It’s the middle of the night and you’re sound asleep when suddenly you wake up to the sound of your dog crying. You ask her what’s wrong in a sweet voice. You turn on a light and take a look at your dog. Is she in pain? You rub her belly, which feels fine, and which, judging by the way she rolls over on her back, she likes. You check her legs and paws, you check her head and neck. No wounds, no bumps. Maybe she needs to go outside. You throw on a robe and slippers, you grab her leash and a flashlight. After a brief, 10 minute walk with very little reward, you go back in. Your dog is happy to run upstairs ahead of you. You get back into bed, turn off the lights, and are just going back to sleep when she starts whining again.
The Root of the Behavior
Our dogs are descended from wolves, who largely cease most vocalizations, including whining, once they reach maturity. Wolves do whine when they are expressing submission or are in pain. At the earliest start of the relationship between wolves and humans, wolves found that using immature behavior often worked to shape the behavior of humans, causing the human to give treats, praise, and affection. Basically, wolves evolved into domestic dogs through their efforts to manipulate humans, to the point that domesticated dogs are now considered a distinct sub-species of the wolf.
Today, our dogs are furry little flim-flam artists who know exactly how to manipulate people to meet their own needs and desires. Our dogs will act in a certain way when they want a walk. Maybe they scratch the door or gaze knowingly at their human until they get our attention, or they may even bark. Some particularly clever dogs will actually bring their leashes to us. Dogs are smart enough to know which actions to perform to get us to notice and fulfill their desires. Which brings us back to their cries for attention.
Dogs love attention from humans. We provide food and shelter. We entertain our dogs with games and toys, we give them treats, and we pet and scratch them. Humans are the source of most of the good things in a dog’s life, so they do things like perform tricks, follow us around the house, and generally try to share our space. Is it any wonder that they will sometimes try to get extra attention from us?
When we hear our dogs whine, it triggers a protective, nurturing impulse inside us. We want to make sure our dog isn’t in any distress, or if she is, we want to make sure that she gets out of that distress as soon as possible. And the fact of the matter is, we also want to protect our environment and prevent any extra work that our dogs might give us. For instance, who wouldn’t rather take a dog outside, even in the middle of the night, rather than clean up urine or feces?
Encouraging the Behavior
Responding to a dog’s cry for attention in and of itself isn’t a problem. Our dogs are attempting to communicate a need to us, whether they are hungry or in pain or just plain bored. A dog’s cry gets noticed from her humans, and we respond to it as best we can. Because dogs don’t talk much, we can only guess what they may need. So sometimes, we find ourselves jumping through hoops and flailing around to meet the need that our dog is expressing. Except sometimes the need our dog is expressing is simply a need for attention.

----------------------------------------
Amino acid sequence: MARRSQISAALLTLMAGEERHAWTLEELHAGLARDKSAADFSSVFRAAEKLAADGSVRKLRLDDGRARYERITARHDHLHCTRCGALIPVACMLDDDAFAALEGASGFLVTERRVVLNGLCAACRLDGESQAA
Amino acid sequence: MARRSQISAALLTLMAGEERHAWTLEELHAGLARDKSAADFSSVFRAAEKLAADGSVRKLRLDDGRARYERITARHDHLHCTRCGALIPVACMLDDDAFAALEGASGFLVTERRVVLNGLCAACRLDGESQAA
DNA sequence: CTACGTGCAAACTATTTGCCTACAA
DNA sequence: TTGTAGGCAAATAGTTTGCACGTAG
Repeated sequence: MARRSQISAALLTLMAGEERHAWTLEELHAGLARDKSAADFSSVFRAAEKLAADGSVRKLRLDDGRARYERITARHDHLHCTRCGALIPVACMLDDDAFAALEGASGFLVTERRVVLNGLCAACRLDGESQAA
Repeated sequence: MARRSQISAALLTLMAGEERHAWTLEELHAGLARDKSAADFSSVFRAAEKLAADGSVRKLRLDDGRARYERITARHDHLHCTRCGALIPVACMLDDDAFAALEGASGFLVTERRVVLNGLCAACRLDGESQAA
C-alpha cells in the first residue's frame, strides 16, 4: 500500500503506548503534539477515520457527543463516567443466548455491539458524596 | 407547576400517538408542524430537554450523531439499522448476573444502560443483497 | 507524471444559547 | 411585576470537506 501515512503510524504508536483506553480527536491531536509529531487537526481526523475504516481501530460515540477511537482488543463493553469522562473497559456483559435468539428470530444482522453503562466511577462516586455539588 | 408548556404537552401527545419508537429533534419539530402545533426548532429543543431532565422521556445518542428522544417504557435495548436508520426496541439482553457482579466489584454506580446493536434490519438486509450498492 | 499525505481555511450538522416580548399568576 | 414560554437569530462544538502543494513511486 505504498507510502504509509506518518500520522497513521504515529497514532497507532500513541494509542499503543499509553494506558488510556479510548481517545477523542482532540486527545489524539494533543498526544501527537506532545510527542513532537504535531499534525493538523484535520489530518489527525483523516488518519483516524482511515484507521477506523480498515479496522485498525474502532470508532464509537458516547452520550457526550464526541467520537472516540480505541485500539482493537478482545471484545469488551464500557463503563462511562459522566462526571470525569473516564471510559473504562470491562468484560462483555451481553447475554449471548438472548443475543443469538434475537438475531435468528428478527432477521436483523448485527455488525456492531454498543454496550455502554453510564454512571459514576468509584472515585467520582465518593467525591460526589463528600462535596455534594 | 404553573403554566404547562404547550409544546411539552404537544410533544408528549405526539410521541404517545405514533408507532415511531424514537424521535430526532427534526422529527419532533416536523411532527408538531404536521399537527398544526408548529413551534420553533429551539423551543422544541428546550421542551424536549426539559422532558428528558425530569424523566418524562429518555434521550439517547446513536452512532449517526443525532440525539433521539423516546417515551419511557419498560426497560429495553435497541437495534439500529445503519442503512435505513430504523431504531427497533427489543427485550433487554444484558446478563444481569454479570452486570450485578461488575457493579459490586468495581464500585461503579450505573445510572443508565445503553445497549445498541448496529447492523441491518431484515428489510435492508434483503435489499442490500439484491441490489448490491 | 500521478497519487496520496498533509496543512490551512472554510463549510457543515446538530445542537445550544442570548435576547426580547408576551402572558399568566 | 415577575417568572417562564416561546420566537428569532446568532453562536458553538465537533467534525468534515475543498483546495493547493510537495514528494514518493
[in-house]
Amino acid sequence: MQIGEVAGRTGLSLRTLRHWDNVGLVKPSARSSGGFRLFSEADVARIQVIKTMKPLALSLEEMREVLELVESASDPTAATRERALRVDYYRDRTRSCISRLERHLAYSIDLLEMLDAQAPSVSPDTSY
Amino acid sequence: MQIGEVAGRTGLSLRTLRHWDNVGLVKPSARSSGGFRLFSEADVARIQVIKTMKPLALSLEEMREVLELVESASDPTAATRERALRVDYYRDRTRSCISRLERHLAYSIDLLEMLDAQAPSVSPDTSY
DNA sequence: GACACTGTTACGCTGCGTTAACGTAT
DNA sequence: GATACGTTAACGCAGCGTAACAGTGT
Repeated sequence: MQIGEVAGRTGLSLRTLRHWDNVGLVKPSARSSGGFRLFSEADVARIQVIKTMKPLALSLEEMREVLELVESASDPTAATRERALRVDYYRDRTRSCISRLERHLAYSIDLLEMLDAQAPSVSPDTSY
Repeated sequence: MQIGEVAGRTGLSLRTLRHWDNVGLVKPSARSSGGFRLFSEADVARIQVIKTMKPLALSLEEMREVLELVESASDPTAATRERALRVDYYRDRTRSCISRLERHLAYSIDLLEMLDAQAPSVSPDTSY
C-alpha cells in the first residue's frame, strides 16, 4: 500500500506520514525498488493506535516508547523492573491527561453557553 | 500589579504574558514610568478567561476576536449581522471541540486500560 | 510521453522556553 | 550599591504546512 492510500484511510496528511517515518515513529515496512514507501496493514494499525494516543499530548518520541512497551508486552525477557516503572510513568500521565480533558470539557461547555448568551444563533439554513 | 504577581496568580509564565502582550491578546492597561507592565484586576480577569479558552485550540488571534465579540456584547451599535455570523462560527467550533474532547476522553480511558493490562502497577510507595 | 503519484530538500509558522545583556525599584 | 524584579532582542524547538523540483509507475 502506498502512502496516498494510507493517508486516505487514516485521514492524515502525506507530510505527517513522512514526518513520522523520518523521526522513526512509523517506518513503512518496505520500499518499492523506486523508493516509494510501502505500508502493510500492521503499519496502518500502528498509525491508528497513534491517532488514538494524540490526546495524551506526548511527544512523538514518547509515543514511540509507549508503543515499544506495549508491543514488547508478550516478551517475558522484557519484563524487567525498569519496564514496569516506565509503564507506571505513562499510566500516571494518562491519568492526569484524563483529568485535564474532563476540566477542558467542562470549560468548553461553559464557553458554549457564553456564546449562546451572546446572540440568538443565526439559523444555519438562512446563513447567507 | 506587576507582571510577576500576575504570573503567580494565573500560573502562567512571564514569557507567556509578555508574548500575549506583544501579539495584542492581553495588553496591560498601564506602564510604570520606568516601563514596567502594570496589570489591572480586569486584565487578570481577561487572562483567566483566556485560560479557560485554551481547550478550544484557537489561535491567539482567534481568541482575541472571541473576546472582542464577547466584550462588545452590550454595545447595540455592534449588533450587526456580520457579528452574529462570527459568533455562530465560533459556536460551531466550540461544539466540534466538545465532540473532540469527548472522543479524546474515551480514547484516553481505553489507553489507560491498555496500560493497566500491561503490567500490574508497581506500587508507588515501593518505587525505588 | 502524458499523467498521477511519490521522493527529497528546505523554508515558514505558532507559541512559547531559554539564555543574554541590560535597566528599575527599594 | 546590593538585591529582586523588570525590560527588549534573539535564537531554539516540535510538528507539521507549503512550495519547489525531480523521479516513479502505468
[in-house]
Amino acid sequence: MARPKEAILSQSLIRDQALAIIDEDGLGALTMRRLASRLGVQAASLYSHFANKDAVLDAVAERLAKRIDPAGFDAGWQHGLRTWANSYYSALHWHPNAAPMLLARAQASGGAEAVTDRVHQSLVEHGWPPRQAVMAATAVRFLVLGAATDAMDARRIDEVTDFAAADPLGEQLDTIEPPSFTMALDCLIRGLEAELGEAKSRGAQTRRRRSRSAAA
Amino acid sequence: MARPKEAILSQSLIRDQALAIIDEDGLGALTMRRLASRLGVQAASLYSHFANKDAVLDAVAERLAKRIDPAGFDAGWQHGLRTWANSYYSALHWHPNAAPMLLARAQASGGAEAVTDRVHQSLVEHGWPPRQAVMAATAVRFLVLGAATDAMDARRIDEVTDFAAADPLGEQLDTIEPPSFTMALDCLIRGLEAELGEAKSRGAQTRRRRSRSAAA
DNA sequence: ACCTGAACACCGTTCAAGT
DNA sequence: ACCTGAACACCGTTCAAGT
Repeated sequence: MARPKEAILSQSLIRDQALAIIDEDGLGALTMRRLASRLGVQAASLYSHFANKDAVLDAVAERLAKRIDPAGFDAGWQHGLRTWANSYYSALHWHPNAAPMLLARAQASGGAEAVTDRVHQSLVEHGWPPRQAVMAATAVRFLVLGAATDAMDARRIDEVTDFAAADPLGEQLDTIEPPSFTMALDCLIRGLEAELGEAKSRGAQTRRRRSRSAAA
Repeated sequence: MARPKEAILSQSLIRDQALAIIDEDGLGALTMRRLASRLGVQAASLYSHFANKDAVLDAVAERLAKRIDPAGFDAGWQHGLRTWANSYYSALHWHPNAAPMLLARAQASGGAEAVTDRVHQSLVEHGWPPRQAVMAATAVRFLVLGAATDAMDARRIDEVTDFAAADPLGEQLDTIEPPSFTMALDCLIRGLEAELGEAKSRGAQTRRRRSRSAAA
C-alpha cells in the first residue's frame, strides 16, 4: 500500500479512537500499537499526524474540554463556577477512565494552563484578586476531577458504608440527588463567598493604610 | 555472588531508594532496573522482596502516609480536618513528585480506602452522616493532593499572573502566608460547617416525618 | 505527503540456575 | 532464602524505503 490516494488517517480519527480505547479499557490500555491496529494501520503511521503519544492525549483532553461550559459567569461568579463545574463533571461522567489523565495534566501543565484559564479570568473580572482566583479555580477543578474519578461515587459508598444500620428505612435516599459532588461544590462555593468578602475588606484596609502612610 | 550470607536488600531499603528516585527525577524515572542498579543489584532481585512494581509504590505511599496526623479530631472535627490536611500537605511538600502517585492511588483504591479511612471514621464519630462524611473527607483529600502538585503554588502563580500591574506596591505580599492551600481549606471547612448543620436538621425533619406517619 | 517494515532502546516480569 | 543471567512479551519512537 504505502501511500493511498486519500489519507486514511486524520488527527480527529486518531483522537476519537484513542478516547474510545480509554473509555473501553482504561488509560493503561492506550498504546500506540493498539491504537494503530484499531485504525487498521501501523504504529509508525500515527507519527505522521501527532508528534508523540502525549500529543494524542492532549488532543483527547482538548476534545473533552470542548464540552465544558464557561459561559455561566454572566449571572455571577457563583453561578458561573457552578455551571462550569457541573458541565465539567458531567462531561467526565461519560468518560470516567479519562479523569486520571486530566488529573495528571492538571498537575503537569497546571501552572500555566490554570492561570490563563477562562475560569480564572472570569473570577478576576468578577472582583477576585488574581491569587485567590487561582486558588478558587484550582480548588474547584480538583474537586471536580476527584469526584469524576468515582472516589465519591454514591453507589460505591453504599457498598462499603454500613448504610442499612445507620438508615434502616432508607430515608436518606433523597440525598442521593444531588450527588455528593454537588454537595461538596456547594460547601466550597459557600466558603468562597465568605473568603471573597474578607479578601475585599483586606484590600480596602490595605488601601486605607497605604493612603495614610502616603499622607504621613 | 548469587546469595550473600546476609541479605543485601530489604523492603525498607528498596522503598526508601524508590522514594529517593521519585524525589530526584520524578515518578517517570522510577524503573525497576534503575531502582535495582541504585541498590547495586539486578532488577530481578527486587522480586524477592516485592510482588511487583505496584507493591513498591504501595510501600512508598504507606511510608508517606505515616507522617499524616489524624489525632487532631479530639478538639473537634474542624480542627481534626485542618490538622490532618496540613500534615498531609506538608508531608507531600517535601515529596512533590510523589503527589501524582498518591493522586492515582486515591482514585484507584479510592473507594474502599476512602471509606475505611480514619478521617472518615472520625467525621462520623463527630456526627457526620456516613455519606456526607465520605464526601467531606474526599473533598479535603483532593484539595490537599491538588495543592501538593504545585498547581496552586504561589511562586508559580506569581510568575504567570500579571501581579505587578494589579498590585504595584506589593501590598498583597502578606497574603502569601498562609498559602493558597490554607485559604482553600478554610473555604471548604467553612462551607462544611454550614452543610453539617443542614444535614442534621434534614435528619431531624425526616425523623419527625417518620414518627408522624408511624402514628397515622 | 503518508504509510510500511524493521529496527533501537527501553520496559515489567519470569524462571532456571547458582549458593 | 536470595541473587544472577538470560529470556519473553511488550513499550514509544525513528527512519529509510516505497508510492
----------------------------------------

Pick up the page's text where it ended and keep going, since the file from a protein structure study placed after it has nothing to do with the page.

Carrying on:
Look at it from the dog’s perspective. She whines a little, and her human jumps up and immediately pays attention to her, often offering treats and petting her. Depending on the time and situation, she may get a meal or a toy or even a walk. Is it any wonder that sometimes she sounds a false alarm?
The best way to respond to a dog who has learned to whine for attention is to ignore her while she is whining. Don’t yell at her, because that is also attention. Simply ignore her until she calms down. Once she has calmed down, be sure to give her a treat and praise. Reward your dog for her silence, and she will soon learn that whining isn’t the best way to get attention.
Other Solutions and Considerations
Of course, your dog will also whine when she has a physical need. Sometimes, when your dog is whining, it will be immediately obvious what she needs - she may be standing by the front door or sitting next to an empty water bowl. Other times, it may not be clear why she is whining. If you find that you need to figure out why she is whining, even for no other reason other than to eliminate a true problem, please make sure your dog is sitting first. Dogs can and do whine for no reason other than to get our attention. If that is at all a possibility, be sure to require your dog do something other than whine to get your attention.
We often think of our dogs as silly creatures that exist solely to be our pets. But they have complex, internal lives with their own agendas. Maybe they don’t have office politics (although who hasn’t worked with someone who likes to mark his territory, metaphorically at least), but they do have needs and desires. Often, attention from us is at the top of their agenda. Mostly, this is a good thing, but when it’s not, we need to address the situation directly.
By a Chow Chow lover Jodi Mai
Published: 03/23/2018, edited: 01/30/2020